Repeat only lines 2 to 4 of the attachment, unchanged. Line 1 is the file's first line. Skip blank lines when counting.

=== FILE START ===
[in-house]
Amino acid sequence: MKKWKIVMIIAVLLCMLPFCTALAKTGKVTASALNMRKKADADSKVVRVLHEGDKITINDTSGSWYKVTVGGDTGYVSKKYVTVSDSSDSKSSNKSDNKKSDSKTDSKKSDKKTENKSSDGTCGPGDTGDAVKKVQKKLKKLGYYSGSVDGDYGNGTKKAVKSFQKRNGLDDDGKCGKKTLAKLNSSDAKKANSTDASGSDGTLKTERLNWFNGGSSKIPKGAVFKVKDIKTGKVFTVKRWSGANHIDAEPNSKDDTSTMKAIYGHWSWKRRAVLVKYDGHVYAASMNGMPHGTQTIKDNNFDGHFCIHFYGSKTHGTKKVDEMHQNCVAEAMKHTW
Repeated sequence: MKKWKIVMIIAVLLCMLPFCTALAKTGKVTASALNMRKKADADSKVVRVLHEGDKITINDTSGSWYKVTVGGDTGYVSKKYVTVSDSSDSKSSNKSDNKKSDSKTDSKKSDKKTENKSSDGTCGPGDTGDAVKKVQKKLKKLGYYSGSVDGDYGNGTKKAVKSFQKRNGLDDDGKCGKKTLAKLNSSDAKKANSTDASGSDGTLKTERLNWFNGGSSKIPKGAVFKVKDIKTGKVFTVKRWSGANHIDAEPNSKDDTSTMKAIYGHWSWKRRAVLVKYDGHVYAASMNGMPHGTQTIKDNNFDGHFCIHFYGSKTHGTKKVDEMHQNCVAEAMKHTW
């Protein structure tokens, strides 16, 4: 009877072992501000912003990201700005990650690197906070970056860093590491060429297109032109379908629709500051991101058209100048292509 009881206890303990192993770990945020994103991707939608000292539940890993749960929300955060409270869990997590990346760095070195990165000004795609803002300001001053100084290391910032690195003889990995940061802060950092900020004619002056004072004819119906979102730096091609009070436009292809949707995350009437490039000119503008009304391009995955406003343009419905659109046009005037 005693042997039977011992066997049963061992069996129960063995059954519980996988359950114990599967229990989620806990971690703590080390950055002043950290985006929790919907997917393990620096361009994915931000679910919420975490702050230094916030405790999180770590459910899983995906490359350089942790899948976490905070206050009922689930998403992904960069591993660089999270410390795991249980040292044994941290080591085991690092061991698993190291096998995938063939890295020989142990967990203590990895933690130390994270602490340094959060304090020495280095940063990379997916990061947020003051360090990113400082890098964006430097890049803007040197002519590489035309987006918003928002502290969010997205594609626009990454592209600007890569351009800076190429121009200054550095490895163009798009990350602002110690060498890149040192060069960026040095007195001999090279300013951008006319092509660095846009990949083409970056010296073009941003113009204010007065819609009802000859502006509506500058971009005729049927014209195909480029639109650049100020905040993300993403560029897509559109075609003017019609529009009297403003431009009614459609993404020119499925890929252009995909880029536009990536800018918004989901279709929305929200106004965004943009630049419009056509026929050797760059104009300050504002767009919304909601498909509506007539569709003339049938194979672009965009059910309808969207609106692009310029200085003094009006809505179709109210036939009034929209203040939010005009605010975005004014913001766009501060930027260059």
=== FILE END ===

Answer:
Amino acid sequence: MKKWKIVMIIAVLLCMLPFCTALAKTGKVTASALNMRKKADADSKVVRVLHEGDKITINDTSGSWYKVTVGGDTGYVSKKYVTVSDSSDSKSSNKSDNKKSDSKTDSKKSDKKTENKSSDGTCGPGDTGDAVKKVQKKLKKLGYYSGSVDGDYGNGTKKAVKSFQKRNGLDDDGKCGKKTLAKLNSSDAKKANSTDASGSDGTLKTERLNWFNGGSSKIPKGAVFKVKDIKTGKVFTVKRWSGANHIDAEPNSKDDTSTMKAIYGHWSWKRRAVLVKYDGHVYAASMNGMPHGTQTIKDNNFDGHFCIHFYGSKTHGTKKVDEMHQNCVAEAMKHTW
Repeated sequence: MKKWKIVMIIAVLLCMLPFCTALAKTGKVTASALNMRKKADADSKVVRVLHEGDKITINDTSGSWYKVTVGGDTGYVSKKYVTVSDSSDSKSSNKSDNKKSDSKTDSKKSDKKTENKSSDGTCGPGDTGDAVKKVQKKLKKLGYYSGSVDGDYGNGTKKAVKSFQKRNGLDDDGKCGKKTLAKLNSSDAKKANSTDASGSDGTLKTERLNWFNGGSSKIPKGAVFKVKDIKTGKVFTVKRWSGANHIDAEPNSKDDTSTMKAIYGHWSWKRRAVLVKYDGHVYAASMNGMPHGTQTIKDNNFDGHFCIHFYGSKTHGTKKVDEMHQNCVAEAMKHTW
């Protein structure tokens, strides 16, 4: 009877072992501000912003990201700005990650690197906070970056860093590491060429297109032109379908629709500051991101058209100048292509 009881206890303990192993770990945020994103991707939608000292539940890993749960929300955060409270869990997590990346760095070195990165000004795609803002300001001053100084290391910032690195003889990995940061802060950092900020004619002056004072004819119906979102730096091609009070436009292809949707995350009437490039000119503008009304391009995955406003343009419905659109046009005037 005693042997039977011992066997049963061992069996129960063995059954519980996988359950114990599967229990989620806990971690703590080390950055002043950290985006929790919907997917393990620096361009994915931000679910919420975490702050230094916030405790999180770590459910899983995906490359350089942790899948976490905070206050009922689930998403992904960069591993660089999270410390795991249980040292044994941290080591085991690092061991698993190291096998995938063939890295020989142990967990203590990895933690130390994270602490340094959060304090020495280095940063990379997916990061947020003051360090990113400082890098964006430097890049803007040197002519590489035309987006918003928002502290969010997205594609626009990454592209600007890569351009800076190429121009200054550095490895163009798009990350602002110690060498890149040192060069960026040095007195001999090279300013951008006319092509660095846009990949083409970056010296073009941003113009204010007065819609009802000859502006509506500058971009005729049927014209195909480029639109650049100020905040993300993403560029897509559109075609003017019609529009009297403003431009009614459609993404020119499925890929252009995909880029536009990536800018918004989901279709929305929200106004965004943009630049419009056509026929050797760059104009300050504002767009919304909601498909509506007539569709003339049938194979672009965009059910309808969207609106692009310029200085003094009006809505179709109210036939009034929209203040939010005009605010975005004014913001766009501060930027260059």